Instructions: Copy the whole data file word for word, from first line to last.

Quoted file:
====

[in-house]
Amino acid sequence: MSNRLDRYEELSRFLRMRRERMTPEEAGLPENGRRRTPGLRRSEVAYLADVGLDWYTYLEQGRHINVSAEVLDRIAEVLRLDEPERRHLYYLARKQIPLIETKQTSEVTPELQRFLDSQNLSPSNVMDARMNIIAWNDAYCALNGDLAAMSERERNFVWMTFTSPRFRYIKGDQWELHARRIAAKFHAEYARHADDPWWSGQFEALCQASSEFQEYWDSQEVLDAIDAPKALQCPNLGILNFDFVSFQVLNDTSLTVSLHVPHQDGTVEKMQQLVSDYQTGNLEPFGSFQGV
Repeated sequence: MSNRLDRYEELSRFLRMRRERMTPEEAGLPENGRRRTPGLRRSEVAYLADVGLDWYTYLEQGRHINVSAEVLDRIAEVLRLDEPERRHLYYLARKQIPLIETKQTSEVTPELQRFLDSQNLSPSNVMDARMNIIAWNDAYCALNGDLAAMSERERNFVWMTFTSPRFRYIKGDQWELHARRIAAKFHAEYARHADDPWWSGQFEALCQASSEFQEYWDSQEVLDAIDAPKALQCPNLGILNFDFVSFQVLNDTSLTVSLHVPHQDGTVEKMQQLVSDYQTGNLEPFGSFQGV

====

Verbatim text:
[in-house]
Amino acid sequence: MSNRLDRYEELSRFLRMRRERMTPEEAGLPENGRRRTPGLRRSEVAYLADVGLDWYTYLEQGRHINVSAEVLDRIAEVLRLDEPERRHLYYLARKQIPLIETKQTSEVTPELQRFLDSQNLSPSNVMDARMNIIAWNDAYCALNGDLAAMSERERNFVWMTFTSPRFRYIKGDQWELHARRIAAKFHAEYARHADDPWWSGQFEALCQASSEFQEYWDSQEVLDAIDAPKALQCPNLGILNFDFVSFQVLNDTSLTVSLHVPHQDGTVEKMQQLVSDYQTGNLEPFGSFQGV
Repeated sequence: MSNRLDRYEELSRFLRMRRERMTPEEAGLPENGRRRTPGLRRSEVAYLADVGLDWYTYLEQGRHINVSAEVLDRIAEVLRLDEPERRHLYYLARKQIPLIETKQTSEVTPELQRFLDSQNLSPSNVMDARMNIIAWNDAYCALNGDLAAMSERERNFVWMTFTSPRFRYIKGDQWELHARRIAAKFHAEYARHADDPWWSGQFEALCQASSEFQEYWDSQEVLDAIDAPKALQCPNLGILNFDFVSFQVLNDTSLTVSLHVPHQDGTVEKMQQLVSDYQTGNLEPFGSFQGV